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4 Ways to Improve Your Back Exercises and Get Better Results



Let's be honest: you know more about strength training than a Jeopardy! contender knows about Shakespeare. However, despite your extensive fitness knowledge, you may not realize that some of your favorite back routines are doing more harm than good, robbing you of benefits and potentially putting you in danger.

The good news is that we are here to assist you. Read on to learn more about the common blunders made by four popular back-building exercises, as well as how to avoid them, and then do our back-building routine.

After you've become familiar with these back-building no-nos, you'll be ready to take on this difficult but effective back program.
Try it twice a week on nonconsecutive days for less than a month and you'll be turning heads.

Exercise                                         Sets            Reps              Rest Between Sets
Barbell Bent-Over Row                     3             10–12               60 seconds
Wide-Grip Pulldown                         3             10–12               60 seconds
Seated Cable Row                             3             8–10                 60–90 seconds
One-Arm Dumbbell Row                  3             10–12               60 seconds

Bent-Over Row with a Barbell:


Problem: When picking up the bar from the ground, many people round their backs, reach with their arms, and rotate their scapulae forward. As they row, they remain in this position.

Solution: Instead of starting on the floor, place the bar on a rack. Then, with your back straight, knees bent, hips low, and chest high, get into a'shortstop' posture.

How to do it:

* Take a shoulder-width overhand hold on a barbell and stand with your feet hip-width apart.
* Bend forward, keeping your back straight, until your body is at a 45-degree angle to the floor.
* Tighten your abs and draw your shoulder blades together.
* By pulling your elbows up and back while maintaining your arms close to your sides and avoiding the use of momentum, pull the bar smoothly.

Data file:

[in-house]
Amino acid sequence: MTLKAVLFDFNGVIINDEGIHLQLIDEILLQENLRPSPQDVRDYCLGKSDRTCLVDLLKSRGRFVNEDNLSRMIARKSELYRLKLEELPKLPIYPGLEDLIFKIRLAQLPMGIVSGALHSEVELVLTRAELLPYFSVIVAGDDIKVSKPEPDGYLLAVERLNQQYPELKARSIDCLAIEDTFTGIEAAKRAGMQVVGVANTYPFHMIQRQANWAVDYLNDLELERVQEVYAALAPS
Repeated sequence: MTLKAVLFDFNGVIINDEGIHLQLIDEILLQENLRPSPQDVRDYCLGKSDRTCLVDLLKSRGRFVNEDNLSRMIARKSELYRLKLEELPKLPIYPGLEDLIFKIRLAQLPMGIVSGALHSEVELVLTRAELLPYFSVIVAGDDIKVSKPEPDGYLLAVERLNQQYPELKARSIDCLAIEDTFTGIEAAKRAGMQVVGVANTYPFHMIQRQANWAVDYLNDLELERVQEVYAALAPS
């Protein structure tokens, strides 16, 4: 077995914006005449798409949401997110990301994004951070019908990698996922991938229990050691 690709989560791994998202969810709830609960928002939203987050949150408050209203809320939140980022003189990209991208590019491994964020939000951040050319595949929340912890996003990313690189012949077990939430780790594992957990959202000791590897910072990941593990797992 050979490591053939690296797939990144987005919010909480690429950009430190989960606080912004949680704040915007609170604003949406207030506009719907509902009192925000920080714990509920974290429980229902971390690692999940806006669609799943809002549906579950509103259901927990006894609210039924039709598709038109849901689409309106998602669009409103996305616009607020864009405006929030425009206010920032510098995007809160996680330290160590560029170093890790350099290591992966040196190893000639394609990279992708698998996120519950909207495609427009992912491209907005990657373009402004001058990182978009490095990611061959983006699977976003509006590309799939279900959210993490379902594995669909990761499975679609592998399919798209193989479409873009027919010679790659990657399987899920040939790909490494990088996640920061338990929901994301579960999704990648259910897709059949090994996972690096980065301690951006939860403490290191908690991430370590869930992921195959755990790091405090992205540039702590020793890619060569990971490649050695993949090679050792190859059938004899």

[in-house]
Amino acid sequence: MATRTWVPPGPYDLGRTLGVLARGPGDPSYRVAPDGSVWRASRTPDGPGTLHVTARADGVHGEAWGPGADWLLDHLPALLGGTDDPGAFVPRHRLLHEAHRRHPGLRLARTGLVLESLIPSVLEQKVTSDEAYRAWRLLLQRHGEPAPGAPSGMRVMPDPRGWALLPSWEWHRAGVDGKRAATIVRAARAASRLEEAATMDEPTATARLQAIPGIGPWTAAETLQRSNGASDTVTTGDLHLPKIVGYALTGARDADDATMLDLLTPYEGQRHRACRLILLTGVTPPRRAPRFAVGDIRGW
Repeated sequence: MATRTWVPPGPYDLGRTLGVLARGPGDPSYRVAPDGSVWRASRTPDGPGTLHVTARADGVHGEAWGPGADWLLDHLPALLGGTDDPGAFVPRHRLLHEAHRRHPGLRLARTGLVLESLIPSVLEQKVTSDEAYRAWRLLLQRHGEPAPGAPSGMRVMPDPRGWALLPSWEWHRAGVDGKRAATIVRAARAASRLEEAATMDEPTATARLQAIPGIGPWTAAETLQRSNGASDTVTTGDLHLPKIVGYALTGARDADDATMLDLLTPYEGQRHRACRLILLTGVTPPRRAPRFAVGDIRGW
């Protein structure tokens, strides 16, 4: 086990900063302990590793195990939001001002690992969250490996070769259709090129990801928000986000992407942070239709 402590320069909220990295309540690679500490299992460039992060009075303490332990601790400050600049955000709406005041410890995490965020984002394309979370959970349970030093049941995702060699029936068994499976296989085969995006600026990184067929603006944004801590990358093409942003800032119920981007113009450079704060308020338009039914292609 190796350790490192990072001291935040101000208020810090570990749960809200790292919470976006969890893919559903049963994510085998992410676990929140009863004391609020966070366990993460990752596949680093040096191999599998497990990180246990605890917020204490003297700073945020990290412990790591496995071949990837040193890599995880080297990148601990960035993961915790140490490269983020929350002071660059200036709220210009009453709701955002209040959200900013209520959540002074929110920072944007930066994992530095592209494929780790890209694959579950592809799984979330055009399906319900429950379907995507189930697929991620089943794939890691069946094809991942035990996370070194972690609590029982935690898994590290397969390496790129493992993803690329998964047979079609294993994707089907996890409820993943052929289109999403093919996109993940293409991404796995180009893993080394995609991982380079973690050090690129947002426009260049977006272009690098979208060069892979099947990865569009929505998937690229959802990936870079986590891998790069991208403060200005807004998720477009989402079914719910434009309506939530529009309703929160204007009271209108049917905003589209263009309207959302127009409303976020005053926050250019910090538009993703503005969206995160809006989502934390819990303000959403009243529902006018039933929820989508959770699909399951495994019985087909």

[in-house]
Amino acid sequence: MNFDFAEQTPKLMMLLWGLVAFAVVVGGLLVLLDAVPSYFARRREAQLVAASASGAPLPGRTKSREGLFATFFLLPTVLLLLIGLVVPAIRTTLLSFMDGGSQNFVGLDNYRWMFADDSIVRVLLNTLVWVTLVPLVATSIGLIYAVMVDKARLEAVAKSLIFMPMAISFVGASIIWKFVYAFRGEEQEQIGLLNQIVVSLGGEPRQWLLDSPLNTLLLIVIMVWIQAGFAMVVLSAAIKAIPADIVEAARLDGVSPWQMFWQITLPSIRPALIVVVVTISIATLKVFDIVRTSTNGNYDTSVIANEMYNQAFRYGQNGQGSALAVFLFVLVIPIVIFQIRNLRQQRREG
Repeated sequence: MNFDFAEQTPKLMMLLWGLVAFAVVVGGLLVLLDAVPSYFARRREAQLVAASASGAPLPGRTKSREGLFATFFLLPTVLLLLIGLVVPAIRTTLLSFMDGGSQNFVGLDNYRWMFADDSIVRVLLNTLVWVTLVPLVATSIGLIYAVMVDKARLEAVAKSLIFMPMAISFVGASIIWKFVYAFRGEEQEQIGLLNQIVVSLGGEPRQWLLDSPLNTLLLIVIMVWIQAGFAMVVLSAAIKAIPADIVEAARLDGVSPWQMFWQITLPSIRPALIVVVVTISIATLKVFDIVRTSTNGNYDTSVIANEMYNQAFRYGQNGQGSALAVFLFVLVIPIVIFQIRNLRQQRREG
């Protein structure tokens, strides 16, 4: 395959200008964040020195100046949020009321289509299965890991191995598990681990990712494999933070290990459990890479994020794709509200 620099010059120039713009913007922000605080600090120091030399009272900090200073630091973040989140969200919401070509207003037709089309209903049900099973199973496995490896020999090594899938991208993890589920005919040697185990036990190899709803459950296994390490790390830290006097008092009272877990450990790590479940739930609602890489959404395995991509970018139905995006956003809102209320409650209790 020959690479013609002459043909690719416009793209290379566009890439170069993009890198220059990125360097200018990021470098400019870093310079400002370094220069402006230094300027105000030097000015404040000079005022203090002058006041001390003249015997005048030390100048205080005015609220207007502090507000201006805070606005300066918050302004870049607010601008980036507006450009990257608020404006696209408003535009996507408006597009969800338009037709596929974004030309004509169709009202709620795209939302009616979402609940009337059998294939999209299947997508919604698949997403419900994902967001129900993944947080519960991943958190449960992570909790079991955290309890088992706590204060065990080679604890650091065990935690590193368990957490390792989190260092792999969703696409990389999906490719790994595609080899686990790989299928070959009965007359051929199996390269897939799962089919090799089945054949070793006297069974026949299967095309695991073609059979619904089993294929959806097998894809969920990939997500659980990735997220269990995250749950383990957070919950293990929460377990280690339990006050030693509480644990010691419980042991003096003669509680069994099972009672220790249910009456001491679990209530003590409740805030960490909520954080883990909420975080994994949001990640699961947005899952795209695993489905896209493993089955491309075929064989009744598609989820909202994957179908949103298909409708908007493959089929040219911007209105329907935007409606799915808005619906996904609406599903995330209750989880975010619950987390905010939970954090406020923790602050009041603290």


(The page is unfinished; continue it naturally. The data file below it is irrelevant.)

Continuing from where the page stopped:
* At the height of the contraction, pause for one count, then slowly return to the beginning position.

Pulldown with a Wide Grip:


Problem: Using too much weight causes you to lift with your entire body rather than just your back muscles. Excess weight also causes you to round your shoulders and press your elbows back, forcing you to round your shoulders and push your elbows back.

Solution: Reduce the weight, press your shoulder blades together, and direct the bar toward your collarbone rather than your thighs. Always keep your elbows beneath the bar, not forward or backward.

How to do it:

* Hold the bar with an overhand grip that is broader than shoulder width and secure your thighs under the pads.
* Retract your shoulder blades and slightly elevate your chest.
* Pull the bar toward your chest smoothly, keeping your elbows down and your chest raised.
* Reverse to the start when the bar is almost touching your collarbone.

Rowing Cables While Seated:


Problem: Maintaining balance when rowing necessitates a strong core. If your abdominals aren't strong enough or you're lifting too much weight, you'll have to rely on momentum, which can lead to spinal strain or injury.

Solution: Imagine someone pressing their knee into the center of your back, causing you to sit up straight; then, as you bring the handle inside, engage your core and lift your chest. Reduce the weight as well as the reps.

How to do it:

* Take a neutral hold (palms facing each other) on a V-handle while sitting on a rowing machine.
* Draw your shoulder blades back and elevate your chest as you sit tall with your legs slightly bent.
* Draw the handle toward your abdomen, elbows driving back and arms tight to your sides, keeping your chest firm and shoulders back.
* After a little pause, steadily reverse the direction of travel.

Dumbbell Row with One Arm:


Problem: That awkward lean you adopt when hoisting a too-heavy dumbbell isn't just unattractive; it's also potentially deadly. Twisting can cause your traps to be used more than your lats, putting your lower back and spine at risk. And there's also the issue of speed. You'll also be using momentum, which reduces the move's effectiveness.

Solution: Use a lighter weight and perform the exercise in front of a mirror to ensure proper form. Also, before you perform the row, think of tucking your shoulder blades into your back pocket and bringing them down and back. This aligns them properly and activates more back muscles.

How to do it:

* On a flat bench, place one hand and one knee.
* With your other hand, hold a dumbbell with your arm straight and palm facing in.
* Draw your shoulder blades together closer your spine to flatten your back.
* Lift the weight toward the side of your rib cage by driving your elbow upward and maintaining your arm close to your body. Your shoulders should be square at the top.
* Slowly decrease after a one-count pause.